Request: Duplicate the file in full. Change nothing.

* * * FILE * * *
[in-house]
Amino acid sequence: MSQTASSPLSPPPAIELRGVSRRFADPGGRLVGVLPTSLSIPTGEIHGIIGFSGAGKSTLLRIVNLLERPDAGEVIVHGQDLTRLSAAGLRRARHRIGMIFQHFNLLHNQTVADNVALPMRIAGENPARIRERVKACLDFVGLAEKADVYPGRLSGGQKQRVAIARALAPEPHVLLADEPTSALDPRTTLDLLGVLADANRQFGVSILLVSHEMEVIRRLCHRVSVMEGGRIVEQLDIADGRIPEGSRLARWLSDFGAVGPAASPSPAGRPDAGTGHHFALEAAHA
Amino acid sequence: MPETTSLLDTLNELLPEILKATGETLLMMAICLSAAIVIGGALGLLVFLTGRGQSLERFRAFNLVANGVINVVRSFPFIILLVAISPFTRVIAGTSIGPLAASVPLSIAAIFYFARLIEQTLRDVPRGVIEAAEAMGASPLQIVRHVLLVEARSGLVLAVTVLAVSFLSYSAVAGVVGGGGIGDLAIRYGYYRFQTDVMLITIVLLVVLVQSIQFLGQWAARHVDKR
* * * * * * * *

[in-house]
Amino acid sequence: MSQTASSPLSPPPAIELRGVSRRFADPGGRLVGVLPTSLSIPTGEIHGIIGFSGAGKSTLLRIVNLLERPDAGEVIVHGQDLTRLSAAGLRRARHRIGMIFQHFNLLHNQTVADNVALPMRIAGENPARIRERVKACLDFVGLAEKADVYPGRLSGGQKQRVAIARALAPEPHVLLADEPTSALDPRTTLDLLGVLADANRQFGVSILLVSHEMEVIRRLCHRVSVMEGGRIVEQLDIADGRIPEGSRLARWLSDFGAVGPAASPSPAGRPDAGTGHHFALEAAHA
Amino acid sequence: MPETTSLLDTLNELLPEILKATGETLLMMAICLSAAIVIGGALGLLVFLTGRGQSLERFRAFNLVANGVINVVRSFPFIILLVAISPFTRVIAGTSIGPLAASVPLSIAAIFYFARLIEQTLRDVPRGVIEAAEAMGASPLQIVRHVLLVEARSGLVLAVTVLAVSFLSYSAVAGVVGGGGIGDLAIRYGYYRFQTDVMLITIVLLVVLVQSIQFLGQWAARHVDKR